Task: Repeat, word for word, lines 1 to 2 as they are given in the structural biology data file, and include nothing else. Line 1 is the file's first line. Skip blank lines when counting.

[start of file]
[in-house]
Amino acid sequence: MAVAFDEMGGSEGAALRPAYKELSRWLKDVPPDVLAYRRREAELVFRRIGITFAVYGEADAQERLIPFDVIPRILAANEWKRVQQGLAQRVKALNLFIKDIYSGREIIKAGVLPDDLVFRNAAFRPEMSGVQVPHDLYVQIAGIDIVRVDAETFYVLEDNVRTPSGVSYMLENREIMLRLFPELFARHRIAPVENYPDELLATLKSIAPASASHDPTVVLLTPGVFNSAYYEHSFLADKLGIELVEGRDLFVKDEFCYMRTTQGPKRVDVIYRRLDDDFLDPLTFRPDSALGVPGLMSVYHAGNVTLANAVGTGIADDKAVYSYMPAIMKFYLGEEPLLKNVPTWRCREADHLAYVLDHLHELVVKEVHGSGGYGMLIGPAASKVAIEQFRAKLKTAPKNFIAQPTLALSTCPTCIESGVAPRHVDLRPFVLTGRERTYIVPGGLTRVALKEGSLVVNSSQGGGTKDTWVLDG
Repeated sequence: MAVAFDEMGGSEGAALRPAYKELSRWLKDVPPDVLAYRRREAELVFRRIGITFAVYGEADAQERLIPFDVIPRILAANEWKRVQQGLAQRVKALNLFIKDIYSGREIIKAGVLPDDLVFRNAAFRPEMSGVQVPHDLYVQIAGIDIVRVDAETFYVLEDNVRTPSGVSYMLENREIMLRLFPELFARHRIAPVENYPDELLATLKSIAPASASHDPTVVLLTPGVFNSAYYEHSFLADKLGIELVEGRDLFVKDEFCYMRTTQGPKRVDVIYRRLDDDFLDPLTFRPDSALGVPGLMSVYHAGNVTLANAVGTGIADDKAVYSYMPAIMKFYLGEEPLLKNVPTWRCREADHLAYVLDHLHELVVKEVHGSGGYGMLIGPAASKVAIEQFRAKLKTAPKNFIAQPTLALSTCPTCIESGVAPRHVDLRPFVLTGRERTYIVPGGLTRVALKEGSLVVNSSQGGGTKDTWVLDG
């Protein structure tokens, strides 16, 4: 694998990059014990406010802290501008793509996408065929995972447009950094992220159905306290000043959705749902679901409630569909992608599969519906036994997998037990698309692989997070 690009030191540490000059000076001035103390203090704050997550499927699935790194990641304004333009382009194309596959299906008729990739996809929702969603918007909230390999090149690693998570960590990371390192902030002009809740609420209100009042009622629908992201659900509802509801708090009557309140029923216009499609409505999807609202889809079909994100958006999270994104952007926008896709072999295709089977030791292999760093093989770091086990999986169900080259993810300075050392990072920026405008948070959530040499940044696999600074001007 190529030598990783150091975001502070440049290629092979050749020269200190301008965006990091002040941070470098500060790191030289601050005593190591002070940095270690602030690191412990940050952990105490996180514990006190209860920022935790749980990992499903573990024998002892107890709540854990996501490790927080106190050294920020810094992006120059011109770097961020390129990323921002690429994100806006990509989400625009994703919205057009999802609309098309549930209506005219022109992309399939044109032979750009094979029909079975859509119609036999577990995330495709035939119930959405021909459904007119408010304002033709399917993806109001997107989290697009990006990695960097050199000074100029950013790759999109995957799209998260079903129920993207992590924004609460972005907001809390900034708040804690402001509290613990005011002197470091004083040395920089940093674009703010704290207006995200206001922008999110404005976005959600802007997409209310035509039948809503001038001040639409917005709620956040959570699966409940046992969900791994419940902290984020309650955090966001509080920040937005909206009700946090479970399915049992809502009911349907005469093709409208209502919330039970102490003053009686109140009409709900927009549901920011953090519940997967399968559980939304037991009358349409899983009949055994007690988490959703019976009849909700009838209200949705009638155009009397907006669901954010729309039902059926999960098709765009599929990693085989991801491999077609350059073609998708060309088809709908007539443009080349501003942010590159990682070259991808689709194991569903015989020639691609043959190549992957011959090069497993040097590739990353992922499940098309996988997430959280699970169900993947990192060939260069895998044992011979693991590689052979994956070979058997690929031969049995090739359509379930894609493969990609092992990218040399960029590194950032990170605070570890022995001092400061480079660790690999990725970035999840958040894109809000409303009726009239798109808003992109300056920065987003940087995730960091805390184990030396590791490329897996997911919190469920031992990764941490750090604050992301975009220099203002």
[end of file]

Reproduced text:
[in-house]
Amino acid sequence: MAVAFDEMGGSEGAALRPAYKELSRWLKDVPPDVLAYRRREAELVFRRIGITFAVYGEADAQERLIPFDVIPRILAANEWKRVQQGLAQRVKALNLFIKDIYSGREIIKAGVLPDDLVFRNAAFRPEMSGVQVPHDLYVQIAGIDIVRVDAETFYVLEDNVRTPSGVSYMLENREIMLRLFPELFARHRIAPVENYPDELLATLKSIAPASASHDPTVVLLTPGVFNSAYYEHSFLADKLGIELVEGRDLFVKDEFCYMRTTQGPKRVDVIYRRLDDDFLDPLTFRPDSALGVPGLMSVYHAGNVTLANAVGTGIADDKAVYSYMPAIMKFYLGEEPLLKNVPTWRCREADHLAYVLDHLHELVVKEVHGSGGYGMLIGPAASKVAIEQFRAKLKTAPKNFIAQPTLALSTCPTCIESGVAPRHVDLRPFVLTGRERTYIVPGGLTRVALKEGSLVVNSSQGGGTKDTWVLDG